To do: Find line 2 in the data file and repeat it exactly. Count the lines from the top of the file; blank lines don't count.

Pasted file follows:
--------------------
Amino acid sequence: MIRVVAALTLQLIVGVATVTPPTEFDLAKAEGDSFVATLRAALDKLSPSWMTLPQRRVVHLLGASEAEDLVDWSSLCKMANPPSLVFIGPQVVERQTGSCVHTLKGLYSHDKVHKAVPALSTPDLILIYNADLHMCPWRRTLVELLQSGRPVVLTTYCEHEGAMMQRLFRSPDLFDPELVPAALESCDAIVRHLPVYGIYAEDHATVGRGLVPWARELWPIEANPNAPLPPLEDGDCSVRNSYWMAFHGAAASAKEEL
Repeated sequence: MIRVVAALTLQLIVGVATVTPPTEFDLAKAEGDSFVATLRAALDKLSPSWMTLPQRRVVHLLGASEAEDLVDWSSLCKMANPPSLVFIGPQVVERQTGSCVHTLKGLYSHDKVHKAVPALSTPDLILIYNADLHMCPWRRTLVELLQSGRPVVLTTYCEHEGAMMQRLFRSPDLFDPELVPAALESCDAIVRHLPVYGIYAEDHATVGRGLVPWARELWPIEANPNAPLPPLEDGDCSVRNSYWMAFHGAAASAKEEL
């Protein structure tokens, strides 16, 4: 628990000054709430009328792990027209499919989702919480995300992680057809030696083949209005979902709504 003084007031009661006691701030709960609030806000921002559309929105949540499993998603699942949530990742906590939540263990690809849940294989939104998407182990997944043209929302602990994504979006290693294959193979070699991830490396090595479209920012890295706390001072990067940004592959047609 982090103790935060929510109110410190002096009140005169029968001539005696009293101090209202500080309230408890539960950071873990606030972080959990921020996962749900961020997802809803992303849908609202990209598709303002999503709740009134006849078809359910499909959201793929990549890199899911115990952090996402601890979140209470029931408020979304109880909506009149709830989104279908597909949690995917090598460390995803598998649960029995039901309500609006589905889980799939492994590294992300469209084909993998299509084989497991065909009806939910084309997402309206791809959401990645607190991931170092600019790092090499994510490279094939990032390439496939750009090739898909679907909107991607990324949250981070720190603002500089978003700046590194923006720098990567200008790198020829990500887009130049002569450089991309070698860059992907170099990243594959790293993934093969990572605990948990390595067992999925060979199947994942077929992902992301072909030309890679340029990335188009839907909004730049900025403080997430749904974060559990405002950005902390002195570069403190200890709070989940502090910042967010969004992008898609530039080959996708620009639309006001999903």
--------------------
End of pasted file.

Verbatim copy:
Repeated sequence: MIRVVAALTLQLIVGVATVTPPTEFDLAKAEGDSFVATLRAALDKLSPSWMTLPQRRVVHLLGASEAEDLVDWSSLCKMANPPSLVFIGPQVVERQTGSCVHTLKGLYSHDKVHKAVPALSTPDLILIYNADLHMCPWRRTLVELLQSGRPVVLTTYCEHEGAMMQRLFRSPDLFDPELVPAALESCDAIVRHLPVYGIYAEDHATVGRGLVPWARELWPIEANPNAPLPPLEDGDCSVRNSYWMAFHGAAASAKEEL